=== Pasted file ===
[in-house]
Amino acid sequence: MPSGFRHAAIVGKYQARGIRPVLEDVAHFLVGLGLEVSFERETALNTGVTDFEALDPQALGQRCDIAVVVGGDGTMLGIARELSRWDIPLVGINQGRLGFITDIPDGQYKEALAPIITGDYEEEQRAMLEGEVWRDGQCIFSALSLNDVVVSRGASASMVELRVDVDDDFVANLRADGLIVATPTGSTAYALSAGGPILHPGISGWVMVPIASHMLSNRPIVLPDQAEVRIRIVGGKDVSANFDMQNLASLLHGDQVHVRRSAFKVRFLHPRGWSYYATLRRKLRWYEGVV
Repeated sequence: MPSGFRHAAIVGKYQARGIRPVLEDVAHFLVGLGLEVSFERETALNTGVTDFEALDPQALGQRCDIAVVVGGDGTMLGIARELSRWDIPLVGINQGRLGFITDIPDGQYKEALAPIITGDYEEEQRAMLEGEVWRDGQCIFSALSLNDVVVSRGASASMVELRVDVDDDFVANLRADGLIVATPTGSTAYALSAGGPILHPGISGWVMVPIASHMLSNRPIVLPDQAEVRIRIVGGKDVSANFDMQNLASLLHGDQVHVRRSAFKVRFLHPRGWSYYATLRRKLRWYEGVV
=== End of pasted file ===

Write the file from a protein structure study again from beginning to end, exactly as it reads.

[in-house]
Amino acid sequence: MPSGFRHAAIVGKYQARGIRPVLEDVAHFLVGLGLEVSFERETALNTGVTDFEALDPQALGQRCDIAVVVGGDGTMLGIARELSRWDIPLVGINQGRLGFITDIPDGQYKEALAPIITGDYEEEQRAMLEGEVWRDGQCIFSALSLNDVVVSRGASASMVELRVDVDDDFVANLRADGLIVATPTGSTAYALSAGGPILHPGISGWVMVPIASHMLSNRPIVLPDQAEVRIRIVGGKDVSANFDMQNLASLLHGDQVHVRRSAFKVRFLHPRGWSYYATLRRKLRWYEGVV
Repeated sequence: MPSGFRHAAIVGKYQARGIRPVLEDVAHFLVGLGLEVSFERETALNTGVTDFEALDPQALGQRCDIAVVVGGDGTMLGIARELSRWDIPLVGINQGRLGFITDIPDGQYKEALAPIITGDYEEEQRAMLEGEVWRDGQCIFSALSLNDVVVSRGASASMVELRVDVDDDFVANLRADGLIVATPTGSTAYALSAGGPILHPGISGWVMVPIASHMLSNRPIVLPDQAEVRIRIVGGKDVSANFDMQNLASLLHGDQVHVRRSAFKVRFLHPRGWSYYATLRRKLRWYEGVV